On Crazy Horse’s family

Crazy Horse (Lakota: Tȟašúŋke Witkó (in Standard Lakota Orthography), literally “His-Horse-Is-Crazy” or “His-Horse-Is-Spirited” ; ca. 1840 – September 5, 1877) was a Native American war leader of the Oglala Lakota.

This is just too hard to read. I can’t help laughing at this:

Crazy Horse’s Family

Crazy Horse was born to Oglala Lakota parents. His father, born in 1810, was also named Crazy Horse. One account said that after the son had reached maturity and shown his strength, his father gave him his name and took a new one, Waglula (Worm). (Another version of how the son Crazy Horse acquired his name was that he took it after having a vision.) His mother was Rattling Blanket Woman (born 1814). Rattling Blanket Woman was the daughter of Black Buffalo and White Cow (also known as Iron Cane). Black Buffalo is famous for stopping Lewis and Clark on the Bad River. Rattling Blanket Woman was the younger sister of Lone Horn (born between 1790 and 1795, and died in 1875) and also of Good Looking Woman (born 1810). Her younger sister was named Looks At It (born 1815), later given the name They Are Afraid of Her. Crazy Horse’s cousin (son of Lone Horn) was Touch the Clouds. He saved his life at least once and was with Crazy Horse when he died. It has been claimed Crazy Horse’s mother was Minneconju and the sister of Spotted Tail, who was a Brule head chief.

In the summer of 1844, Waglula (Worm) went on a buffalo hunt. He came across a Minneconjou Lakota village under attack by Crow warriors. He led his small party of warriors to the village and rescued it. Corn, the head man of the village, had lost his wife in the raid. In gratitude he gave Waglula his two eldest daughters as wives: Iron Between Horns (age 18) and Kills Enemy (age 17). Corn’s youngest daughter, Red Leggins, who was 15 at the time, requested to go with her sisters; all became Waglula’s wives.

[Source: Wikipedia]

I bolded all the names for you. I think “Good Looking Woman” sounds like a good name.

Why some dates are missing in year 1752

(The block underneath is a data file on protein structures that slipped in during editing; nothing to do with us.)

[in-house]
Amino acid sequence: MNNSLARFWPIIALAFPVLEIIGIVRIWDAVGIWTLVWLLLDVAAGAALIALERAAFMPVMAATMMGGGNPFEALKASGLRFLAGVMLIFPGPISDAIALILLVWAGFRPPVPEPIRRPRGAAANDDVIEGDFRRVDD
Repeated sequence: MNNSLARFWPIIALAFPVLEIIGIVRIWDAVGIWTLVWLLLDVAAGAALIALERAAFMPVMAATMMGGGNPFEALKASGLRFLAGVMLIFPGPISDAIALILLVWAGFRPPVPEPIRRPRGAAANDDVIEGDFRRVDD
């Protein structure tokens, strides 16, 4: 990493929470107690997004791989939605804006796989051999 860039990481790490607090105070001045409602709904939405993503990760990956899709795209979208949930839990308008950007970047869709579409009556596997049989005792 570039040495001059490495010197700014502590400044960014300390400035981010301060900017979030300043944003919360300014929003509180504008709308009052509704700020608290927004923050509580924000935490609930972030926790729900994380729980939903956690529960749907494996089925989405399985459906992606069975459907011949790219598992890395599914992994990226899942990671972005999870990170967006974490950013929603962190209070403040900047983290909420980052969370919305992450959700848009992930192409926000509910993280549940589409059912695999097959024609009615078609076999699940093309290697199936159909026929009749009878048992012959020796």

An interesting tidbit, when you enter any dates on or between September 3, 1752 and September 13, 1752, you get some sort of error and this is the reason why:

The Julian Calendar was built on the premise that the year was 365.25 days long and consisted of normal 365-day years interspersed with a 366-day leap year every fourth year. In 730 A.D., the Venerable Bede (an Anglo-Saxon monk) announced that the Julian year was 11 minutes, 14 seconds too long, building a cumulative error of about 1 day every 128 years. Nothing was done about this for 800 years.

By 1582, the error had grown to about 10 days. That year, Pope Gregory XIII decreed that Thursday, October 4, 1582 would be followed by Friday, October 15, thus correcting the calendar by 10 days. This began the Gregorian Calendar that is in use today. It uses a four-year cycle of leap years, and eliminates each leap year that occurs on three of every four centesimal years. Only centesimal years that are evenly divisible by 400 are leap years. Thus, the year 1600 was a 366-day leap year, but 1700, 1800, and 1900 were each 365 days. The year 2000 is also a leap year, as will be the year 2400. (Source: IBM)

Strange Chinese names

I always knew some celebrities have the strangest names. These two are choices for food: Fruit Chan and Noodle Cheng.

Fruit Chan

Fruit Chan Gor (traditional Chinese: 陳果) is an independent Hong Kong screenwriter, film director and producer, who is best known for his style of film reflecting the everyday life of Hong Kong people.

Fruit Chan and Bai Ling

(Fruit Chan and Bai Ling. Image from ViewImages.)

Noodle Cheng

Ekin Cheng Yee-Kin is a Hong Kong actor and Cantopop singer. Earlier in his career he was known as Noodle Cheng, though he has now reverted to a more conventional-sounding first name. Sometimes he uses Dior (because that was what it sounded like when his younger sister tried to call him) as a first name but usually Ekin is the name used.